During the difficult post-war years in Europe, meeting the Bedouin people of the Algerian desert, with whom the artist spent considerable amounts of time (and even attempted to learn the language), must have been a welcome escape from life in the city. As recounted by Dubuffet himself: “we came back from there absolutely cleansed of all the intoxications, truly refreshed and renewed, as well as enriched in the ways of savoir-vivre’ (Jean Dubuffet quoted in: Prospectus et tous écrits suivants, Vol. 2, Paris 1995, pp. 247-248). There is a long tradition among French artists of visiting North Africa. It was quite popular in the 19th Century amongst Orientalist painters such as Jean-Léon Gérôme and Eugène Delacroix to visit North Africa in search of new sources of inspiration. In the 20th century, Henri Matisse, influenced by the Islamic Arts he had discovered during his travels to Algeria and Tunisia, liberated his work from the constraints of perspectival depth which had dominated the European arts until then.
The artist’s interest in the Bedouins was more than mere escapism after the war: in many ways, his fascination with non-Western cultures was linked to art brut; an interest in visual cultures that were independent of official dogmas and the art school establishment. Reacting against the Enlightenment ideals of rationality and progress that had dominated western societies, Dubuffet and his contemporaries turned to alternative traditions, such as the drawings of children or the mentally ill. The isolated lifestyle of the Bedouins and their rituals would have appealed to the artist’s visual sensibilities as they were beyond the reach of the mainstream European art-historical tradition.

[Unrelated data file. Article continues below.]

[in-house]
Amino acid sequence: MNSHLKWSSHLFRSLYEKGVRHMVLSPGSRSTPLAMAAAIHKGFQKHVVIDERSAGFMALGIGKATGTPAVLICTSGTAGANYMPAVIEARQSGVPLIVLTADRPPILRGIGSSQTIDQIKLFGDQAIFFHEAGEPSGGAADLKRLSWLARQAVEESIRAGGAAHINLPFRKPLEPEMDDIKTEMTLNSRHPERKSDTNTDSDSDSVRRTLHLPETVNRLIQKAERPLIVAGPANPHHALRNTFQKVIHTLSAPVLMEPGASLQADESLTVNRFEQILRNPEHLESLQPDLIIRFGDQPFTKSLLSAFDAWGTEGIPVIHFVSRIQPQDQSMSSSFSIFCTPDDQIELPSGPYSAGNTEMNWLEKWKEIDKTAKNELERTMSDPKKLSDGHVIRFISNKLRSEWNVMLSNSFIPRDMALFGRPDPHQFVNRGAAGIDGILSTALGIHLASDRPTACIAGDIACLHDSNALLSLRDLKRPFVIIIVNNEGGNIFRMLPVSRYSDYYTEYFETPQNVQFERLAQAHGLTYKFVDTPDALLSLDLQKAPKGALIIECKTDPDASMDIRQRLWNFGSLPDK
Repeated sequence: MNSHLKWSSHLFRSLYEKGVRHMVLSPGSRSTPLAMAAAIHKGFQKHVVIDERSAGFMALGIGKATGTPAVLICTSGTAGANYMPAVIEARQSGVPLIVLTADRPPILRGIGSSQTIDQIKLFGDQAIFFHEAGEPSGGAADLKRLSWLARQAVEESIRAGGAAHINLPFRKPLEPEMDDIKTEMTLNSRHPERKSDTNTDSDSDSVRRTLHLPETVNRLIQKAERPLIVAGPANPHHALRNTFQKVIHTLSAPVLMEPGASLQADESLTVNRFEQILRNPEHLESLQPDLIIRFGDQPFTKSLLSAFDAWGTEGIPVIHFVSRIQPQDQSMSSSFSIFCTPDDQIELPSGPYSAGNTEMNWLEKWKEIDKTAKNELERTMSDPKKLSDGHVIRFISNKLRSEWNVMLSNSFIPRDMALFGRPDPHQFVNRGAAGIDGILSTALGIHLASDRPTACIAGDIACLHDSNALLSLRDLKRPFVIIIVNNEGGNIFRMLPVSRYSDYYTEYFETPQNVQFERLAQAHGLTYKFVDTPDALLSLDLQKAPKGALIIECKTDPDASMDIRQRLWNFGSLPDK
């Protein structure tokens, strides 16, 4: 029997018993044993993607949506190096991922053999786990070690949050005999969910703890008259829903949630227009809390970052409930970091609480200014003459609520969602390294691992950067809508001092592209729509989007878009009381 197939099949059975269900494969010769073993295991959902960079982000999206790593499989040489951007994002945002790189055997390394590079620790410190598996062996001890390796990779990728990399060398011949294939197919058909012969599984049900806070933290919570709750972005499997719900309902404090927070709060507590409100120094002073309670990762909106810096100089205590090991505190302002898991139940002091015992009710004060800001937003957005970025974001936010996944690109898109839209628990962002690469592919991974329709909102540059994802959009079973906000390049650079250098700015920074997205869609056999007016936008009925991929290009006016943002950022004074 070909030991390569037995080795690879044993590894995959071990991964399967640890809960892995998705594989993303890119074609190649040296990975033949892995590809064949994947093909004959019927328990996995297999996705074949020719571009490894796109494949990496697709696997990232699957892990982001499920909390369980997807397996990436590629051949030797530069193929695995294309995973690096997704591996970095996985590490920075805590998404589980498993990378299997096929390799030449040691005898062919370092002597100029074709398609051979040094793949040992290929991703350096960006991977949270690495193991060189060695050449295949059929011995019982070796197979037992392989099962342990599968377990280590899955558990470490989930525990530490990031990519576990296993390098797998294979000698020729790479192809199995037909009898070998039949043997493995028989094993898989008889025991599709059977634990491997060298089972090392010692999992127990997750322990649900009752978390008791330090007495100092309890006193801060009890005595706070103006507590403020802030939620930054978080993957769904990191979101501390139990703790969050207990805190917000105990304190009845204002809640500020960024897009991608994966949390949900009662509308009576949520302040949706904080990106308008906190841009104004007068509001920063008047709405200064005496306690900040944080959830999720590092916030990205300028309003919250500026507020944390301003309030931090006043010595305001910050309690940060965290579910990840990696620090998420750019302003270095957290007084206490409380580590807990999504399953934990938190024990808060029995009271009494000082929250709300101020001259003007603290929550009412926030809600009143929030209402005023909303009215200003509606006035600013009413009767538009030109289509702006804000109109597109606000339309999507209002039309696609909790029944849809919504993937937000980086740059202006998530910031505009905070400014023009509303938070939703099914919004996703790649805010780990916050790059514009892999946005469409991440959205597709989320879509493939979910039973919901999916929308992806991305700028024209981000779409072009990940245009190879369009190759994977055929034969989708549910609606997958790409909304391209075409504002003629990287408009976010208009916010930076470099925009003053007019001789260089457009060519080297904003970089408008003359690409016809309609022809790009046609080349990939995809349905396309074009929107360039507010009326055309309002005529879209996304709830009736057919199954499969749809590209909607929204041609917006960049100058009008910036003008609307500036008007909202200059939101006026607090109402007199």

Dubuffet became fascinated by his new surroundings, and captured its novelty in an exciting body of work. In the present work, two of the most important figures from El Golea, which are recurring motifs throughout the series, are depicted in their desert surroundings: the Bedouin with his bright white dress, and the camel. Portrayed against an imposing sand dune with a distant blue sky, the composition powerfully captures the artist’s stay in the desert, and the alternative it offered to the visual traditions of the West. In its privileging of feeling and colour over any formalist concerns, Palmiers aux Bedouins embodies the spirit of Dubuffet’s post-war oeuvre.
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